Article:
Update on hypothyroidism in dogs | Vets & Clinics

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Update on hypothyroidism in dogs

This post provides an update on the latest developments in hypothyroidism in dogs. We will analyse four recent abstracts available on the Vets Affinity page, plus a few more about other pathologies. 

Veterinary medicine and care

1. The effect of experimentally induced hypothyroidism on the isoflurane minimum alveolar concentration in dogs. Berry SH et al. Vet Anaesth Analg 2014 

The aim of this study was to assess the effect of experimentally induced hypothyroidism on the minimum alveolar concentration (MAC) of isoflurane in dogs. The authors looked at 18 adult female mongrel dogs, with hypothyroidism induced in half of them. The results were analysed 9–12 months after inducing the hypothyroidism in dogs.

The results were as follows:

  • The mean isoflurane MAC was 0.98 ± 0.31% in dogs with hypothyroidism versus 1.11 ± 0.26% in euthyroid dogs.
  • No statistically significant differences were found between mean isoflurane MAC in dogs with hypothyroidism and euthyroid dogs (p = 0.3553).

The authors concluded that the MAC of isoflurane in dogs did not change due to experimentally induced hypothyroidism and therefore hypothyroidism in dogs is not an indication for isoflurane dose reduction.

2. Efficacy of cefpodoxime with clavulanic acid in the treatment of recurrent pyoderma in dogs Sudhakara RB et al. Vet Sci 2014 

This article investigated disorders associated with recurrent pyoderma. These included demodicosis, Malassezia dermatitis, flea infestation, hypothyroidism and keratinisation disorders (seborrhoea).

Treatment consisted of cefpodoxime with clavulanic acid plus the concurrent medications necessary to treat any underlying associated conditions.

 In all cases, the response to treatment was excellent, with an improvement at 9 to 19 days in cases of recurrent superficial pyoderma and at 17 to 21 days for recurrent deep pyoderma.

However, one dog suffered a relapse after 45 days due to associated hypothyroidism. 

3. Exogenous thyrotoxicosis in dogs attributable to consumption of all-meat commercial dog food or treats containing excessive thyroid hormone: 14 cases (2008–2013)Broome MR et al. J Am Vet Med Assoc 2015; 246: 105-111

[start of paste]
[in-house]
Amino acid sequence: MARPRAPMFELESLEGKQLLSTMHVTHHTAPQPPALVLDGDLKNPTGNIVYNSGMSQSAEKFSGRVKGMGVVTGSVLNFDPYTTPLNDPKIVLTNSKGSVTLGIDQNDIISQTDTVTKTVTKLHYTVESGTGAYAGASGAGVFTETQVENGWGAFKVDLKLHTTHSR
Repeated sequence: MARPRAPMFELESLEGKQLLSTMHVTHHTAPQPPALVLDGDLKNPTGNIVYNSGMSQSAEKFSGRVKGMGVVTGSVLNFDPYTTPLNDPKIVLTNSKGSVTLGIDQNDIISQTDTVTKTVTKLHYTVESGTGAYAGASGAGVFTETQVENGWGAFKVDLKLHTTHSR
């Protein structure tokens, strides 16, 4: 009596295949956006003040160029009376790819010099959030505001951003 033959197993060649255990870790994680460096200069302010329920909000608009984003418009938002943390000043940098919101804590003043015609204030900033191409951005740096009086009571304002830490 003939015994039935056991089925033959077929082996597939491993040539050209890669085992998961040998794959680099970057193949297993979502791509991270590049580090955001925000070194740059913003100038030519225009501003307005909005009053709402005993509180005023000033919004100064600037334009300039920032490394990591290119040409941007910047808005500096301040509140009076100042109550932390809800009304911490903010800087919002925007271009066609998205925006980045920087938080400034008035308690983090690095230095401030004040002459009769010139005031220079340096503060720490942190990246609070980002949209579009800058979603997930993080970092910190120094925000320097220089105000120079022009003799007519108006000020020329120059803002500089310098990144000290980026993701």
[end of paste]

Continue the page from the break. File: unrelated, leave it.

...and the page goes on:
Clinical findings in dogs with exogenous thyrotoxicosis due to the consumption of dog foods with a high thyroid hormone content. It was a retrospective study of just one case, with 13 more cases then being analysed prospectively.

The animals’ serum thyroid hormone levels were measured before and after eating commercially available foods. Thyroid tissue was also assessed by scintigraphy in 13 out of 14 subjects before the suspected food was discontinued and in 1 out of 13 dogs thereafter.

Serum thyroxine concentrations were high in all dogs initially. Scintigraphy revealed a decreased uptake in the gland in 13 out of 13 dogs examined.

4. Gallbladder sludge in dogs:ultrasonographic and clinical findings in 200 patients Cook AK et al. J Am Anim Hosp Assoc. 2016 Mar 23 

This study assessed whether the observation of echogenic material in the gallbladders of dogs has any pathological significance. The gallbladders of 200 dogs were examined through ultrasound and the results assessed in combination with their clinical data.

The authors reported the following results:

  • 66.5% of dogs had some hyperechoic material in the gallbladder.
  •  Dogs with > 25% biliary sludge were older than those with minimal sludge.
  • Dogs with spontaneous hyperadrenocorticism or hypothyroidism were more likely to have > 25% biliary sludge (odds ratio: 5.04).
  • The presence of > 25% biliary sludge was associated with an increase in gallbladder volume, suggesting that some changes in its function or contractility might affect the formation of biliary sludge in dogs.

Four weeks after discontinuing the suspected diet, total concentrations returned to normal in all dogs and any signs associated with thyrotoxicosis had disappeared.

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